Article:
There are some great games coming out for the Wii this year, and I'm really hoping Nintendo will crank out some awesome first-party games like they used to.

Games that I would like to see on the Wii:

  • Call of Duty Modern Warefare 2 -- Sure the graphics obviously won't be as great, but it would definitely be great to see it alongside the next-gen versions. World at War was a step in the right direction, and I think that this game could work on the Wii.
  • Super (Return of) Double Dragon -- This was a Super Nintendo game made back in 1992, and I think would be a great addition to the Virtual Console Library. I would love to see this game surpass Streets of Rage 2 as my favourite VC game.
  • Goldeneye 007 -- How could they release N64 titles like Wave Race, Ocarine of Time, and 1080 Snowboarding without releasing one of the best FPS games in history? The main problem might be securing the rights to this game, since Rare is no longer as close to Nintendo as they were in the 90s.
  • A true Wii-Legend of Zelda -- Twilight princess was great on the Wii, but ironically I still prefer the Gamecube version. I also felt that the motion controls on the Wii version felt slapped on. On a whole, TP didn't really feel like a true Wii experience, rather an enhanced Gamecube port. A Zelda game developed from the ground-up for the Wii would be epic. Come on, its Zelda.
  • A Fight Night for the Wii -- The boxing mini-game included Wii Sports probably had a lot of people thinking about what could be done with some careful development and optimization of the remote-controls. Depending on whether you liked it or not, the boxing game on WS was pretty neat, and that was back in 2006. Imagine what EA could do with the motion controls with some quality development time?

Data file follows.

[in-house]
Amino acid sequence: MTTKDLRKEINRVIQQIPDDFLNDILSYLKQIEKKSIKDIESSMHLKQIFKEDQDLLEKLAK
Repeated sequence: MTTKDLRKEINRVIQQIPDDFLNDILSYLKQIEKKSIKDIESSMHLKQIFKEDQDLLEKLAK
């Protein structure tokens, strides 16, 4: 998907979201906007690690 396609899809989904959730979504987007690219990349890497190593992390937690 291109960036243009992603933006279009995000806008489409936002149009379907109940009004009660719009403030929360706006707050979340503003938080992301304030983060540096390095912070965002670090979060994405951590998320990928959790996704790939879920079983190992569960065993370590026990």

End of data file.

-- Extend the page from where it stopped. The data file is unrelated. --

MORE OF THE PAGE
• A true Real-Time Strategy Game -- Come on now, if they can make RTS games work for the PS3 and 360, why not for the Wii? It just seems like an opportunity that somebody has yet to capitalize on. The Wii-remote could work just as well as the standard mouse for an RTS game. Point-and-Click. Simple mechanics that just seem like they belong on Nintendo's console. Hardware constraints may be an issue however.

The Wii, one year later. (Part 1)

Around the same time last year (February 2008 ), like millions of others, I bought a Wii. Back then, it was pretty common for a store to sell out its entire stock of Nintendo's popular white machine (at least in Canada I think.) I remember that mine was the 2nd last console in the store, out of a stock of 10 Wii's. So I was pretty excited to finally lay hands on one, and I even ran home carrying it in a backpack; yes the package was just that small.